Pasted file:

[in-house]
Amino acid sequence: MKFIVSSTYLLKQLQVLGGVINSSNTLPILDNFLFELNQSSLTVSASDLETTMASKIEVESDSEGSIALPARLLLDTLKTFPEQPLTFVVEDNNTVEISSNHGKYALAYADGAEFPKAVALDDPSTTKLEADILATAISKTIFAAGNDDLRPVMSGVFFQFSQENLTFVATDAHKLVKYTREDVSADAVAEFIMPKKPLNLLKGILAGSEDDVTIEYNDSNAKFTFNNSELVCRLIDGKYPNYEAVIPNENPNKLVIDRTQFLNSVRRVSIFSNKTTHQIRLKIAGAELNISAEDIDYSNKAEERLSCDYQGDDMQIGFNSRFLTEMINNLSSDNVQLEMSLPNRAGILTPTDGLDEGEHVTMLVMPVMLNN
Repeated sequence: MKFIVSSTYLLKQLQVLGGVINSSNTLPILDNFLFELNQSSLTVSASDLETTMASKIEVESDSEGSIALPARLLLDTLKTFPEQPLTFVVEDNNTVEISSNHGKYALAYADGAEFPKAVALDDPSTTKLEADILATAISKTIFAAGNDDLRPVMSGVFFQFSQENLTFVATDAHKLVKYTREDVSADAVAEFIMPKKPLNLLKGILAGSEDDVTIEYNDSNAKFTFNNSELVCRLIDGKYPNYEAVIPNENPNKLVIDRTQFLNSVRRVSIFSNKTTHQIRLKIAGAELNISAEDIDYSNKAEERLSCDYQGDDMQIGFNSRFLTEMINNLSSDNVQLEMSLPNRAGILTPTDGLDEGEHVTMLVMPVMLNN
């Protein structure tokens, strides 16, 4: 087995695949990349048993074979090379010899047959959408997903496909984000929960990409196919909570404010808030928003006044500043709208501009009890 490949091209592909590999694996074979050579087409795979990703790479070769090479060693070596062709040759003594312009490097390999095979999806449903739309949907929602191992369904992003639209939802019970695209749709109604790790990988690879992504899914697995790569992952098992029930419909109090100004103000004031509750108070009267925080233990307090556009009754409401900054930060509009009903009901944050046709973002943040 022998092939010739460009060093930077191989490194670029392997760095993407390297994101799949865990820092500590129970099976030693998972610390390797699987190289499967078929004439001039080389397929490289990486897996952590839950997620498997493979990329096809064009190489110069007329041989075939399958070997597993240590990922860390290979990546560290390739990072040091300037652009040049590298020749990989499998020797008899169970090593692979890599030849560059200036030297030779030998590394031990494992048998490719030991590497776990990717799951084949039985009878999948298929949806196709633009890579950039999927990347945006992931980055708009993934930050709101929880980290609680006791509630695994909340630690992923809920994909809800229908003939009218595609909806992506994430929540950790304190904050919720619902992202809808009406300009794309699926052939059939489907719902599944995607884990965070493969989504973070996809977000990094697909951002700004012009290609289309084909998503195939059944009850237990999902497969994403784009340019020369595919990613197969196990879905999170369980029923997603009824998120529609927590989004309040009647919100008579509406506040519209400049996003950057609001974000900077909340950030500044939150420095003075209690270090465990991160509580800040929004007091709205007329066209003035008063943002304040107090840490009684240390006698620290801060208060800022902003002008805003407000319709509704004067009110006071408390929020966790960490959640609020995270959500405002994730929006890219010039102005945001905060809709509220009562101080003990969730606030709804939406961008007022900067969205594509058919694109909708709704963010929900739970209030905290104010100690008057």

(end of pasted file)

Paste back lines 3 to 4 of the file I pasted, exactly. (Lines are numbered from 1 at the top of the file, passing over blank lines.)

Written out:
Repeated sequence: MKFIVSSTYLLKQLQVLGGVINSSNTLPILDNFLFELNQSSLTVSASDLETTMASKIEVESDSEGSIALPARLLLDTLKTFPEQPLTFVVEDNNTVEISSNHGKYALAYADGAEFPKAVALDDPSTTKLEADILATAISKTIFAAGNDDLRPVMSGVFFQFSQENLTFVATDAHKLVKYTREDVSADAVAEFIMPKKPLNLLKGILAGSEDDVTIEYNDSNAKFTFNNSELVCRLIDGKYPNYEAVIPNENPNKLVIDRTQFLNSVRRVSIFSNKTTHQIRLKIAGAELNISAEDIDYSNKAEERLSCDYQGDDMQIGFNSRFLTEMINNLSSDNVQLEMSLPNRAGILTPTDGLDEGEHVTMLVMPVMLNN
């Protein structure tokens, strides 16, 4: 087995695949990349048993074979090379010899047959959408997903496909984000929960990409196919909570404010808030928003006044500043709208501009009890 490949091209592909590999694996074979050579087409795979990703790479070769090479060693070596062709040759003594312009490097390999095979999806449903739309949907929602191992369904992003639209939802019970695209749709109604790790990988690879992504899914697995790569992952098992029930419909109090100004103000004031509750108070009267925080233990307090556009009754409401900054930060509009009903009901944050046709973002943040 022998092939010739460009060093930077191989490194670029392997760095993407390297994101799949865990820092500590129970099976030693998972610390390797699987190289499967078929004439001039080389397929490289990486897996952590839950997620498997493979990329096809064009190489110069007329041989075939399958070997597993240590990922860390290979990546560290390739990072040091300037652009040049590298020749990989499998020797008899169970090593692979890599030849560059200036030297030779030998590394031990494992048998490719030991590497776990990717799951084949039985009878999948298929949806196709633009890579950039999927990347945006992931980055708009993934930050709101929880980290609680006791509630695994909340630690992923809920994909809800229908003939009218595609909806992506994430929540950790304190904050919720619902992202809808009406300009794309699926052939059939489907719902599944995607884990965070493969989504973070996809977000990094697909951002700004012009290609289309084909998503195939059944009850237990999902497969994403784009340019020369595919990613197969196990879905999170369980029923997603009824998120529609927590989004309040009647919100008579509406506040519209400049996003950057609001974000900077909340950030500044939150420095003075209690270090465990991160509580800040929004007091709205007329066209003035008063943002304040107090840490009684240390006698620290801060208060800022902003002008805003407000319709509704004067009110006071408390929020966790960490959640609020995270959500405002994730929006890219010039102005945001905060809709509220009562101080003990969730606030709804939406961008007022900067969205594509058919694109909708709704963010929900739970209030905290104010100690008057």